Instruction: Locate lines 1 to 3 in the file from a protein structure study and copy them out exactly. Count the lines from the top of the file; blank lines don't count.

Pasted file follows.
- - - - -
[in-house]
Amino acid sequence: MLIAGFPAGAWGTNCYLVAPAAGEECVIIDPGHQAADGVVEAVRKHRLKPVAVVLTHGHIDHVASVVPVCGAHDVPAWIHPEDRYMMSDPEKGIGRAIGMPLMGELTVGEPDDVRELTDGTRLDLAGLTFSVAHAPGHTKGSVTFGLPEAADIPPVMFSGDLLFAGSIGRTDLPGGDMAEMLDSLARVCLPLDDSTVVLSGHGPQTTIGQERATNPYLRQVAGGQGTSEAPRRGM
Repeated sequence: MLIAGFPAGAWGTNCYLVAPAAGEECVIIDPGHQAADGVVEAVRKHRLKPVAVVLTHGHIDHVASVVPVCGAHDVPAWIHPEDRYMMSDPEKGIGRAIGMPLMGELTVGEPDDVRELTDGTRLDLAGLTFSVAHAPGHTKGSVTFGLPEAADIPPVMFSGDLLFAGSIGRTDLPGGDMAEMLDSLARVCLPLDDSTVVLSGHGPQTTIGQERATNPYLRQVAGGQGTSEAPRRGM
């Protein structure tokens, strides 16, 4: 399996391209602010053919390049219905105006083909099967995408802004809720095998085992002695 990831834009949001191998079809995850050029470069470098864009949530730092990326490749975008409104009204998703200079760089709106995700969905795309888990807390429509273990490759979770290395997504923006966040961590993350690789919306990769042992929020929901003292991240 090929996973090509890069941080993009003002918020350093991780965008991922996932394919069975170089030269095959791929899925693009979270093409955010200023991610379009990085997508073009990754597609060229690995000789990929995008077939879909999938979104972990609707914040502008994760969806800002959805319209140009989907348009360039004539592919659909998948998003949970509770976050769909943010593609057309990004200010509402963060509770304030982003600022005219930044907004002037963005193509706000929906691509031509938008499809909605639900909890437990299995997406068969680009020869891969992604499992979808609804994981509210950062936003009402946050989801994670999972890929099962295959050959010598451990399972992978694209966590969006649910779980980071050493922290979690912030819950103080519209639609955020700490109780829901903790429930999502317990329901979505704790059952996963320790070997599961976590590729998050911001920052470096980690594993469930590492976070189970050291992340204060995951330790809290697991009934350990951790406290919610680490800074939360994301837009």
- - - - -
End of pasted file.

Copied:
[in-house]
Amino acid sequence: MLIAGFPAGAWGTNCYLVAPAAGEECVIIDPGHQAADGVVEAVRKHRLKPVAVVLTHGHIDHVASVVPVCGAHDVPAWIHPEDRYMMSDPEKGIGRAIGMPLMGELTVGEPDDVRELTDGTRLDLAGLTFSVAHAPGHTKGSVTFGLPEAADIPPVMFSGDLLFAGSIGRTDLPGGDMAEMLDSLARVCLPLDDSTVVLSGHGPQTTIGQERATNPYLRQVAGGQGTSEAPRRGM
Repeated sequence: MLIAGFPAGAWGTNCYLVAPAAGEECVIIDPGHQAADGVVEAVRKHRLKPVAVVLTHGHIDHVASVVPVCGAHDVPAWIHPEDRYMMSDPEKGIGRAIGMPLMGELTVGEPDDVRELTDGTRLDLAGLTFSVAHAPGHTKGSVTFGLPEAADIPPVMFSGDLLFAGSIGRTDLPGGDMAEMLDSLARVCLPLDDSTVVLSGHGPQTTIGQERATNPYLRQVAGGQGTSEAPRRGM